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Mainstream Economists on Policy Uncertainty

Mainstream economics has a tremendous ability to take any substantive idea and transform it into an ooze of technicalities from which an endless stream of competing theoretical and econometric models may be squeezed indefinitely, or until the researchers’ fancy shifts to a newer sexy issue on which they can lavish their talent for pyrotechnics. As the researchers push forward their work, it becomes ever more distant from the empirical realities that first gave rise to it, until eventually it evaporates entirely into a debate over conceptual, methodological, and theoretical issues that wafts like a thin, ethereal fog over the real world from which it arose.

I continue to believe that my idea of regime uncertainty is important for understanding how mixed economies function — or fail to function. However, policy uncertainty is not equivalent to regime uncertainty; the former is only a subset of the latter; and all of the latter is important. I continue to note, without great astonishment, that the paper I wrote on this topic in 1997 has somehow evaded the notice of virtually every mainstream analyst who has leaped into this research pond during the past few years. If only I’d pitched my paper in the form of a formal mathematical model complete with some fancy bells and whistles, it might have attracted more notice.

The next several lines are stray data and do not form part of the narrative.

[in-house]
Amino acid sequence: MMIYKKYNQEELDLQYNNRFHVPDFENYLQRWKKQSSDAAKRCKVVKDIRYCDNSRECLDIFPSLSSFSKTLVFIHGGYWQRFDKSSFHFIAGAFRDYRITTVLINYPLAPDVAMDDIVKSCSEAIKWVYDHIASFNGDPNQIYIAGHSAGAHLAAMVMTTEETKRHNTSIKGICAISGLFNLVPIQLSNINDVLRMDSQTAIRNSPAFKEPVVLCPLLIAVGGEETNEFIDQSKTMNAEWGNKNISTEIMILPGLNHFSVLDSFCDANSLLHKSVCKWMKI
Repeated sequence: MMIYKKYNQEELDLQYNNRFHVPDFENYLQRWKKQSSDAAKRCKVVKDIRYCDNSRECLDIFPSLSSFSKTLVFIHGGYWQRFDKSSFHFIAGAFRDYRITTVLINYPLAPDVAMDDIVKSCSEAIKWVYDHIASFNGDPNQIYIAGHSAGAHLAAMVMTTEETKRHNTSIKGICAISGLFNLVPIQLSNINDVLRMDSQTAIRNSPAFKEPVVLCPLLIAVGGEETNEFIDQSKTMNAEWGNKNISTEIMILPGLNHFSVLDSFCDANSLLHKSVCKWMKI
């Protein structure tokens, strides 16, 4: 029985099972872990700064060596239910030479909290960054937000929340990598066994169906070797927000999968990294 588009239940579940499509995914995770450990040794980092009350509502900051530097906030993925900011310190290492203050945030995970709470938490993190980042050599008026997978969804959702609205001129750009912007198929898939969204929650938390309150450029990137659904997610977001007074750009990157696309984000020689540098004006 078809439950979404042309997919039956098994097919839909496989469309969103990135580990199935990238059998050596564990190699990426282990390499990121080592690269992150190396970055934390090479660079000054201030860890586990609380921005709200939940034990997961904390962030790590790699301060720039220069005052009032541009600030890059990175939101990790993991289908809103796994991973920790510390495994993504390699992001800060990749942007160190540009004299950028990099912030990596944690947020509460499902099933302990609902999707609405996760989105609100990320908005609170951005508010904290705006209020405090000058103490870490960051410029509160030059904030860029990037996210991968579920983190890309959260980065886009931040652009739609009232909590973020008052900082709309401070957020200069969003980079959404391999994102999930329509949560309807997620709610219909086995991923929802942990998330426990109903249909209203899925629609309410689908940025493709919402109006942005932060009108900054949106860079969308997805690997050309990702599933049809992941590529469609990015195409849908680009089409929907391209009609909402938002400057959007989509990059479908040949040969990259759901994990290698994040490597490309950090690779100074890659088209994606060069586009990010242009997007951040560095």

All Government Policies Succeed in the Long Run

A crazy claim you are probably thinking after reading my title. After all, “failed policies” are a staple of discussions and debates about government actions in the United States. Everybody, regardless of political preferences, has a list of what he regards as the most glaringly failed policies. This way of looking at the matter, however, is all wrong.